Ambrose Akinmusire, Owl Song Review
Navigating Soundscapes: A Journey Through Ambrose Akinmusire’s Owl Song
By Nolan DeBuke
Ambrose Akinmusire’s Owl Song brings a fresh sound to contemporary jazz, weaving minimalistic elegance, atmospheric depth, and emotive storytelling throughout its eight tracks. Joined by Bill Frisell on guitar and Herlin Riley on drums, Akinmusire crafts an album that resonates deeply with introspection and innovation.
In Owl Song, Akinmusire charts a course that diverges from many contemporary jazz trends, echoing the pioneering spirit of jazz greats like Charles Mingus and Wayne Shorter. While much of modern jazz explores increased complexity and fusion with other genres, Akinmusire takes a markedly different path. His focus on minimalism, ambiance, and emotional depth recalls how Mingus and Shorter, in their respective eras, also chose directions that went against the prevailing currents of jazz. This divergence is a stylistic choice and a thematic exploration that adds a unique voice to the ongoing dialogue in jazz. Akinmusire’s album, therefore, is a statement that contributes to the rich development of jazz and reminds us that innovation can also mean exploring the power of understatement and introspection.
Owl Song represents a pivotal moment in Ambrose Akinmusire’s evolving discography, illuminating the trajectory from his debut Prelude… To Cora through the innovative Origami Harvest. Akinmusire, known for his adventurous blend of jazz with various genres, takes a discernible turn towards introspection and minimalism in this album. It contrasts with his previous works’ dense, genre-blending compositions, reflecting a maturation and refinement in his artistic vision. This album, focusing on the emotive power of simplicity and atmosphere, shows Akinmusire’s versatility. He demonstrates that artistic growth can also mean a thoughtful reduction to the essence of musical expression, making Owl Song a significant chapter in his ongoing narrative as a contemporary jazz artist.
The opening track, “Owl Song 1,” sets the tone for the album. Riley’s delicate use of brushes on the snare, coupled with a simple bass drum pattern, lays down a subtle and rhythmically engaging foundation. Frisell’s guitar work, marked by its ambient and folk-like quality, builds a serene soundscape around Akinmusire’s warm-toned trumpet. The track exemplifies the trio’s remarkable communication, introducing listeners to a style where each note and pause is laden with meaning. The song also presents the album’s recurring theme of exploring deep emotions through minimalistic expressions, setting the stage for a journey of introspective discovery.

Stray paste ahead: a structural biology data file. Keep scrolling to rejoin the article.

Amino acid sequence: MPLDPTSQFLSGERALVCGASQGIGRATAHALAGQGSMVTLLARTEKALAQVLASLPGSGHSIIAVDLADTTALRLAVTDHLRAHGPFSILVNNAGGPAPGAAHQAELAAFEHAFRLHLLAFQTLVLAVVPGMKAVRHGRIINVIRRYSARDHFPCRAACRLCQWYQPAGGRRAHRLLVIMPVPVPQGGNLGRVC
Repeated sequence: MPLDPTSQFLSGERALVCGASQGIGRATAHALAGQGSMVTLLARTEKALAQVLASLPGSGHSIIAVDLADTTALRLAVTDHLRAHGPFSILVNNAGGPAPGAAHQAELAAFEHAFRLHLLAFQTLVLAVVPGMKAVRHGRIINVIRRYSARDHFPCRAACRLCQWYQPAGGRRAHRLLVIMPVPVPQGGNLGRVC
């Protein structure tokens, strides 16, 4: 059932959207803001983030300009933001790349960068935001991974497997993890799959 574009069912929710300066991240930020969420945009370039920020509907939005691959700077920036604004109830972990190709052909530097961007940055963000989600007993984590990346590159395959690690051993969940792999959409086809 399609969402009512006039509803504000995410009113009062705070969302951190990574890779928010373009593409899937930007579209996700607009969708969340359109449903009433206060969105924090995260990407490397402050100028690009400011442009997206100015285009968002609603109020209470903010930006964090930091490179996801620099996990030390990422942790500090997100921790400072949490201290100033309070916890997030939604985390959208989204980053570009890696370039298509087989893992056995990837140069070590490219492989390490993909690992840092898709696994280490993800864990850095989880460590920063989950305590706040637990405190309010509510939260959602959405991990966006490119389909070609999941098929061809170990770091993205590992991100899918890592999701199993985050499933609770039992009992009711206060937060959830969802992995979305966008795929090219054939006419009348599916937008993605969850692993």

In “Weighted Corners,” the ensemble shifts gears slightly, with Frisell opening the piece with an arpeggiated figure. Riley’s drumming, infused with Afro-Cuban and tribal influences, adds a vibrant layer to the track. Akinmusire’s solo is a highlight, showcasing his ability to build upon simple themes to create a narrative that is both accessible and profound. The track is further enriched by Frisell’s textural play, weaving sampled guitar parts into the fabric of the song.
“Flux Fuelings” is a rhythmic delight. Riley’s catchy Afro-Cuban patterns on the drums set the tone, while Frisell’s looping guitar parts serve as the mainstay of the piece. Akinmusire’s trumpet, with its sustained and round notes, adds a lyrical quality that is both haunting and beautiful. The interplay between the trio in the latter part of the track, especially Akinmusire’s interaction with Frisell’s guitar, showcases a less-is-more approach that is deeply engaging. Akinmusire’s thoughtful soloing backdrop and Riley’s dynamic rhythms further develop the album’s narrative, exploring the balance between complexity and simplicity, much like the juxtaposition of introspective thought amidst life’s vibrant rhythms.
Throughout Owl Song, the trio navigates the realms of West Coast-influenced Jazz, blending minimalist sensibilities with an atmospheric sound that harkens to the genre’s roots while pushing for new inspiration. The album successfully achieves Akinmusire’s introspective vision for the album as a composer and bandleader, offering a fresh perspective on jazz that is reflective of its rich history and forward-looking in its execution.
Akinmusire, Frisell, and Riley have created a work that speaks to the soul, reminding us of the power of jazz as a medium for expression and connection. Owl Song is a must-listen for anyone seeking a deep, contemplative, and ultimately rewarding musical experience.